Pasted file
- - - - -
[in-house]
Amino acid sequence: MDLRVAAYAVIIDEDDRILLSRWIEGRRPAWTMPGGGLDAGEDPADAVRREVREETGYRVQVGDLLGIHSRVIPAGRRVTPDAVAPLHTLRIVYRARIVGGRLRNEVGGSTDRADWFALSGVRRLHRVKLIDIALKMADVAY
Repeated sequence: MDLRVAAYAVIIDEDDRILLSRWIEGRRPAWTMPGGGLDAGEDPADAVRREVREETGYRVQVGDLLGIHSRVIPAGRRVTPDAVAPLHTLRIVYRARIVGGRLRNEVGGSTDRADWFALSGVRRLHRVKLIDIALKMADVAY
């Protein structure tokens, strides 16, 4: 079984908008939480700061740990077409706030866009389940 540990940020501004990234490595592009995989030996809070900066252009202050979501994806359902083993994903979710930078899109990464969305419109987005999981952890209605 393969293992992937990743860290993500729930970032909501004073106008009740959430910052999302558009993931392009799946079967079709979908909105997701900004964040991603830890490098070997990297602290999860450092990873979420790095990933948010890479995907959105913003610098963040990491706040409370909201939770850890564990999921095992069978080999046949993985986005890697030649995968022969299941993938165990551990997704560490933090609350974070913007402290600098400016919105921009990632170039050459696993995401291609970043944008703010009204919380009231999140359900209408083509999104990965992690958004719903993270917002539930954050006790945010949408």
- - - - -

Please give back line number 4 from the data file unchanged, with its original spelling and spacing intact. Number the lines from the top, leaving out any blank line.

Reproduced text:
């Protein structure tokens, strides 16, 4: 079984908008939480700061740990077409706030866009389940 540990940020501004990234490595592009995989030996809070900066252009202050979501994806359902083993994903979710930078899109990464969305419109987005999981952890209605 393969293992992937990743860290993500729930970032909501004073106008009740959430910052999302558009993931392009799946079967079709979908909105997701900004964040991603830890490098070997990297602290999860450092990873979420790095990933948010890479995907959105913003610098963040990491706040409370909201939770850890564990999921095992069978080999046949993985986005890697030649995968022969299941993938165990551990997704560490933090609350974070913007402290600098400016919105921009990632170039050459696993995401291609970043944008703010009204919380009231999140359900209408083509999104990965992690958004719903993270917002539930954050006790945010949408």